A con artist who sold millions of dollars worth of fake bomb detectors to the Iraqi government and other international agencies was sentenced today to 10 years in prison on three counts of fraud, the maximum term for his crimes under British law.
The judge that handed down Jim McCormick’s sentence called the scheme “a callous confidence trick” and the most serious case of fraud he’s ever seen, according to the Guardian. It’s easy to see why: the devices cost less than $50 to make, and were based mostly on a novelty golf-ball finder called the Gopher. The ADE651 “bomb detectors” were then sold for thousands, or even tens of thousands, of dollars. The first-generation ADE detector, the 101, was just a Gopher with a different sticker on it.
According to a 2009 report from the New York Times, the Iraqi government purchased more than 1,500 ADE651s, at costs ranging from $16,500 to $60,000 a pop. “Nearly every police checkpoint, and many Iraqi military checkpoints, have one of the devices, which are now normally used in place of physical inspections of vehicles,” the paper wrote then.
Newer versions, as Vice magazine notes, had a “weightier” handle and an “impressive” carrying case to make them look and feel more legit than the original product—but the cosmetic improvements did nothing to help detect explosives. The glorified props accepted a credit card-sized piece of plastic, which was supposed to provide power. In fact, they did nothing. Despite having no power source, McCormick claimed his detectors worked underground, through buildings, at long range, and through lead. In reality, they are a handle with an antennae attached that can move from side to side. At least one military expert has aptly compared the ADE devices to an expensive divining rod or Ouigi board.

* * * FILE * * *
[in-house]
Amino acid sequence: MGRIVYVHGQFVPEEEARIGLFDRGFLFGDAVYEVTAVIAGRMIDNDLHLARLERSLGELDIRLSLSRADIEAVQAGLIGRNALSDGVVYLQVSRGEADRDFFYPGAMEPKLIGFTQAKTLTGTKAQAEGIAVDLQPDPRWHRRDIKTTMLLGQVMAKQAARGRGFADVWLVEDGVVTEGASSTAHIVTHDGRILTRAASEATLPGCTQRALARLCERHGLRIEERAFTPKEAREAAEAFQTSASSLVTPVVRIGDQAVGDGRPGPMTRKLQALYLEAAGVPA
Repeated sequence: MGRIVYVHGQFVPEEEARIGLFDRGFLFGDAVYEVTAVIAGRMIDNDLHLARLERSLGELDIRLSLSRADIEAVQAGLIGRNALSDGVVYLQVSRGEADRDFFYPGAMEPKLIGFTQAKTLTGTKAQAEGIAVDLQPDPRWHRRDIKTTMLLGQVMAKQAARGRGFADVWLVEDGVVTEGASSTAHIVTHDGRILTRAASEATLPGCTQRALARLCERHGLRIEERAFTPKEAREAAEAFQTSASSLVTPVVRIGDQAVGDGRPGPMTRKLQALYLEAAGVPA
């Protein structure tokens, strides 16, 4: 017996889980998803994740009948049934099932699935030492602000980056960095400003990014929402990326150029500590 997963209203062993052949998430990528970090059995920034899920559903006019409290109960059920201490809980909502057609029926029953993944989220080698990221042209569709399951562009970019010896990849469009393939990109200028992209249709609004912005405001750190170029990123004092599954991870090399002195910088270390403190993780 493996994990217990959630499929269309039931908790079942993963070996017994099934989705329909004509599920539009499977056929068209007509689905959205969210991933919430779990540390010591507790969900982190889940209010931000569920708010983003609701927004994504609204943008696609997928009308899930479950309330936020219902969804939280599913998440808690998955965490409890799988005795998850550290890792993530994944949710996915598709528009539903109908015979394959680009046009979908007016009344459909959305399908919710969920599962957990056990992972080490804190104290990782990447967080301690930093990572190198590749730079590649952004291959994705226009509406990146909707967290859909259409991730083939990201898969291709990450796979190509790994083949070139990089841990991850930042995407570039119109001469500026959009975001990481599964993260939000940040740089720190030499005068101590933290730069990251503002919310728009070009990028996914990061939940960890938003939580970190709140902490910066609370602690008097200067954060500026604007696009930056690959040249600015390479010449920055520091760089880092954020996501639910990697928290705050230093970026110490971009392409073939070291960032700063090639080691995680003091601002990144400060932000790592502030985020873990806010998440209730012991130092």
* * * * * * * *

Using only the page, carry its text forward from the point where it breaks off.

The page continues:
Here’s the Guardian with the scene from the courtroom:
The judge told McCormick as he sat impassive in the dock: “Your fraudulent conduct in selling so many useless devices for simply enormous profit promoted a false sense of security and in all probability materially contributed to causing death and injury to innocent individuals.”
He described how McCormick sold, with a small number of agents, 7,000 devices under the ADE brand to the Iraqi government and other international agencies for prices ranging from $2,500 per unit to $30,000, when they cost less than $50. “The device was useless, the profit outrageous and your culpability as a fraudster has to be placed in the highest category,” he told McCormick, who now stands to have assets worth millions of pounds confiscated.
McCormick’s defense team tried but failed to convince the judge that the con man shouldn’t be held culpable in deaths that resulted from bombs that managed to pass undetected through security checkpoints that relied on his devices. His lawyers argued, essentially, that the insurgency was so bad that no device would have worked. The “bomb detectors,” which were still being used as recently as this year in some areas despite being debunked years ago, have allegedly been involved in the death and injury of thousands in Iraq alone.